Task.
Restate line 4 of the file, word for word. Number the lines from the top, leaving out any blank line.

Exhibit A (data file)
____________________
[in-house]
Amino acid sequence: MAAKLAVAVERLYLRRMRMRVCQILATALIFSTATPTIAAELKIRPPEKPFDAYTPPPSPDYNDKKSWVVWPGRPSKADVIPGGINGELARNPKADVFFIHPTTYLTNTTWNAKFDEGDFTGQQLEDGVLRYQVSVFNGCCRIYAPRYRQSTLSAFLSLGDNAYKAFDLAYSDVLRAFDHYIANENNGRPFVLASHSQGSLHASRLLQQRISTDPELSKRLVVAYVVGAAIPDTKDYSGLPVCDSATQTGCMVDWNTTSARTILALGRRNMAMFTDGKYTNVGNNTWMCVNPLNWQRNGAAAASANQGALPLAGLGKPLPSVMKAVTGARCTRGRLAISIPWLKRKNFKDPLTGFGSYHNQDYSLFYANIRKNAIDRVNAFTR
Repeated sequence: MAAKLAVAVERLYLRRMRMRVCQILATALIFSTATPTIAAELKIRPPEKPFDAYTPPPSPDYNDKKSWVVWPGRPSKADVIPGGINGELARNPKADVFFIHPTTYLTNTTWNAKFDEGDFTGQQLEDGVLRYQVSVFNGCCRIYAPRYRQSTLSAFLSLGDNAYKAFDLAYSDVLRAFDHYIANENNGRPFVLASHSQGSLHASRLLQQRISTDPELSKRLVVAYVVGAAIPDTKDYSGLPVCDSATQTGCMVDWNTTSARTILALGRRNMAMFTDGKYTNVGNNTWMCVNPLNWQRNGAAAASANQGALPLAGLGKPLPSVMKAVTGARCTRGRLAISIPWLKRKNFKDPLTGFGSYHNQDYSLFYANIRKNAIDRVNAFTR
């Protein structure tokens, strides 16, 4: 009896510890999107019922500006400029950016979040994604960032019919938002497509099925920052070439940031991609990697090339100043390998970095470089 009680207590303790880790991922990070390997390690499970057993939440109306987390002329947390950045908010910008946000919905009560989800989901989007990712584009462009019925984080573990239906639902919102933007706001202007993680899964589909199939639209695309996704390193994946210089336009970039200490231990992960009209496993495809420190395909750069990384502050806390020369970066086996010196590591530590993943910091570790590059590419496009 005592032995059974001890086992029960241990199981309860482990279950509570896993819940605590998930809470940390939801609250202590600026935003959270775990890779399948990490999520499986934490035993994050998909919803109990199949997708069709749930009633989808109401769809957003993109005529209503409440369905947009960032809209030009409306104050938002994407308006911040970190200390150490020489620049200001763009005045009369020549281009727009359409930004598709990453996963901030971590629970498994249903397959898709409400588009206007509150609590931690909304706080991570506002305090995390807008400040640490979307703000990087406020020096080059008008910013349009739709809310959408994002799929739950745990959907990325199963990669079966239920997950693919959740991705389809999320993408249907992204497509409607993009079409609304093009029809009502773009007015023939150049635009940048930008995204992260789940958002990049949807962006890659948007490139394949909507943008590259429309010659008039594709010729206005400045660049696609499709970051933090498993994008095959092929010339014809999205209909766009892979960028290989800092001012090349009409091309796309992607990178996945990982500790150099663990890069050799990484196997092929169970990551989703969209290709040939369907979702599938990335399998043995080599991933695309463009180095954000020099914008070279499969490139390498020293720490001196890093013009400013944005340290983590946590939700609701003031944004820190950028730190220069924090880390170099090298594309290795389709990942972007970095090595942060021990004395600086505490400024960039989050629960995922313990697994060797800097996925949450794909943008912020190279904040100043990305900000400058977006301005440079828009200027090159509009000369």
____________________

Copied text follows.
């Protein structure tokens, strides 16, 4: 009896510890999107019922500006400029950016979040994604960032019919938002497509099925920052070439940031991609990697090339100043390998970095470089 009680207590303790880790991922990070390997390690499970057993939440109306987390002329947390950045908010910008946000919905009560989800989901989007990712584009462009019925984080573990239906639902919102933007706001202007993680899964589909199939639209695309996704390193994946210089336009970039200490231990992960009209496993495809420190395909750069990384502050806390020369970066086996010196590591530590993943910091570790590059590419496009 005592032995059974001890086992029960241990199981309860482990279950509570896993819940605590998930809470940390939801609250202590600026935003959270775990890779399948990490999520499986934490035993994050998909919803109990199949997708069709749930009633989808109401769809957003993109005529209503409440369905947009960032809209030009409306104050938002994407308006911040970190200390150490020489620049200001763009005045009369020549281009727009359409930004598709990453996963901030971590629970498994249903397959898709409400588009206007509150609590931690909304706080991570506002305090995390807008400040640490979307703000990087406020020096080059008008910013349009739709809310959408994002799929739950745990959907990325199963990669079966239920997950693919959740991705389809999320993408249907992204497509409607993009079409609304093009029809009502773009007015023939150049635009940048930008995204992260789940958002990049949807962006890659948007490139394949909507943008590259429309010659008039594709010729206005400045660049696609499709970051933090498993994008095959092929010339014809999205209909766009892979960028290989800092001012090349009409091309796309992607990178996945990982500790150099663990890069050799990484196997092929169970990551989703969209290709040939369907979702599938990335399998043995080599991933695309463009180095954000020099914008070279499969490139390498020293720490001196890093013009400013944005340290983590946590939700609701003031944004820190950028730190220069924090880390170099090298594309290795389709990942972007970095090595942060021990004395600086505490400024960039989050629960995922313990697994060797800097996925949450794909943008912020190279904040100043990305900000400058977006301005440079828009200027090159509009000369």